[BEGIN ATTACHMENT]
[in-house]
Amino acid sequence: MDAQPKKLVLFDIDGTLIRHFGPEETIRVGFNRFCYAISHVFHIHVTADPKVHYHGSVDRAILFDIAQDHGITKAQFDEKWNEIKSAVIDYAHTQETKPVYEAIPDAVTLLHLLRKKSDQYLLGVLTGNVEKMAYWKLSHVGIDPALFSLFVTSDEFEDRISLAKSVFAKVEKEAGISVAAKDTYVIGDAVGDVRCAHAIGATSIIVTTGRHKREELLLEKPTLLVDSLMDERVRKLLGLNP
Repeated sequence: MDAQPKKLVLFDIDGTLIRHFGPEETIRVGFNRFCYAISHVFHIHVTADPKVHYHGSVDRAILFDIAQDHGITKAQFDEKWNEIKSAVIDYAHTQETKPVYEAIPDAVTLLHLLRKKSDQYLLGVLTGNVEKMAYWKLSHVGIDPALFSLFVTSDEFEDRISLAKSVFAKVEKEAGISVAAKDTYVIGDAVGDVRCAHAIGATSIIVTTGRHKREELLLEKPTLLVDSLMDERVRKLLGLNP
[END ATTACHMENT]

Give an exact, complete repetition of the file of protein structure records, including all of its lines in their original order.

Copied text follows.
[in-house]
Amino acid sequence: MDAQPKKLVLFDIDGTLIRHFGPEETIRVGFNRFCYAISHVFHIHVTADPKVHYHGSVDRAILFDIAQDHGITKAQFDEKWNEIKSAVIDYAHTQETKPVYEAIPDAVTLLHLLRKKSDQYLLGVLTGNVEKMAYWKLSHVGIDPALFSLFVTSDEFEDRISLAKSVFAKVEKEAGISVAAKDTYVIGDAVGDVRCAHAIGATSIIVTTGRHKREELLLEKPTLLVDSLMDERVRKLLGLNP
Repeated sequence: MDAQPKKLVLFDIDGTLIRHFGPEETIRVGFNRFCYAISHVFHIHVTADPKVHYHGSVDRAILFDIAQDHGITKAQFDEKWNEIKSAVIDYAHTQETKPVYEAIPDAVTLLHLLRKKSDQYLLGVLTGNVEKMAYWKLSHVGIDPALFSLFVTSDEFEDRISLAKSVFAKVEKEAGISVAAKDTYVIGDAVGDVRCAHAIGATSIIVTTGRHKREELLLEKPTLLVDSLMDERVRKLLGLNP